Roberto Cavalli S/S16
Roberto Cavalli S/S16

Facing one’s own mortality isn’t easy, especially when one has been such a major force in fashion such as Roberto Cavalli. Yet, with his health failing and industry demands unending, Cavalli had little choice but to step back from taking the lead on his eponymous label. Earlier this year, he appointed Peter Dundas, most recently creative director for Emilio Pucci, to take over the reigns of the Cavalli line. When the announcement was made back in the Spring, it was inferred that Cavalli would still be involved, still be keeping an eye on things, just not as into the everyday operations as he had been. Yet, when it came to this morning’s runway presentation, it was all Dundas. If Cavalli was anywhere on the grounds, he was well hidden and completely out of the public eye. The torch has, apparently, been passed.

The Roberto Cavalli brand is known for its luxury and opulence. In years past, Cavalli has reinforced that point by staging his shows on glamorous sets that resembled one of his branded night clubs (yes, Cavalli has his own night clubs) and then spent the time between seasons cruising around the Mediterranean on his yacht. Roberto Cavalli is an expensive brand that looks expensive for all the #RichKidsOfInstagram. So, from the very outset of this morning’s show, it appeared that Dundas might be toning things down a bit. His set was the courtyard of the ancient Senate Palace, modified with scaffolding that held up a temporary ceiling and from which hung the large array of lights. A temporary wood floor provided more stable footing than the centuries-old cobblestone would. The changes were functional, but the aesthetic was definitely more industrial, not the high-end luxury we’re used to seeing.

Don’t worry, clothes still have that expensive look to them, even if it is largely taken from Cavalli’s 80s catalogue. The problem comes that Dundas’ take on the house brand just doesn’t work. The opening look is a pink suede vest over abstract dyed suede leggings and suede heels. This is a look that no sensible person is going to be caught wearing in public. Granted, there is definitely less sparkle at the beginning of the collection, but it feels more like the looks were dumbed down rather than creatively re-imagined.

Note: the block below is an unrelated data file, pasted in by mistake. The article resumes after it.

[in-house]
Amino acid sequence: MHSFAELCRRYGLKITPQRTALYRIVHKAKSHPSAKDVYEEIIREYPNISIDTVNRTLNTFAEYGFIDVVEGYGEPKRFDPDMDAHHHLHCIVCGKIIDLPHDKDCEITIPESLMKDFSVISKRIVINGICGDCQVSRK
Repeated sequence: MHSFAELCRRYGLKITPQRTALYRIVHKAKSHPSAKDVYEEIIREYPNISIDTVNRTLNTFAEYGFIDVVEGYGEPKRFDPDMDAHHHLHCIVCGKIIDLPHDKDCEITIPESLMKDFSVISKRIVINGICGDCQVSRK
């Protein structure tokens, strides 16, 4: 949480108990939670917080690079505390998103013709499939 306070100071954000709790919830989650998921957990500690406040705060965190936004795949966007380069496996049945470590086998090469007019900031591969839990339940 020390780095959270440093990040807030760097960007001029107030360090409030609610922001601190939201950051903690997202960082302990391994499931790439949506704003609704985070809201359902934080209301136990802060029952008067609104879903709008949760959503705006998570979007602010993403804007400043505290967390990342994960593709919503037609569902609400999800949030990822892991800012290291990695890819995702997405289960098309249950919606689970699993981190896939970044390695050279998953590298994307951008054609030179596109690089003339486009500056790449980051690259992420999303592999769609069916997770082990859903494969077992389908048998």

Perhaps what is most mystifying is Dundas’ continued insistence on adding long, billowing trains to short skirts and dresses. Mind you, these trains are not attached to the garment; they wrap around and secured with a hoop tie in the front. Those might work if one is a professional flamenco dancer, but outside that occupation these trains just get in the way, as we saw on the runway anytime two similarly adorned models tried passing.

There is still some sense of the Cavalli bling. There are a fair number of metallics but when Dundas tries to pair them with beaded fringe on distressed blue jeans the ensemble fails miserably. There are some individual pieces, such as the laser-cut suede tops, that could work quite well when properly matched with something more appropriate, but then Dundas comes at us with some ill-conceived gowns that look like little more than chiffon flapping in the wind.

In the end, this was a very confusing and ill-thought presentation of a confusing and disjointed collection that has very little of the Roberto Cavalli look to which we are accustomed. Designers tend to get a pass with their first collection for a new house, be Dundas needs to step up his game quickly or he’ll ruin what was already a struggling brand. Hopefully, Cavalli can see this and keep a close eye on things for the next season.

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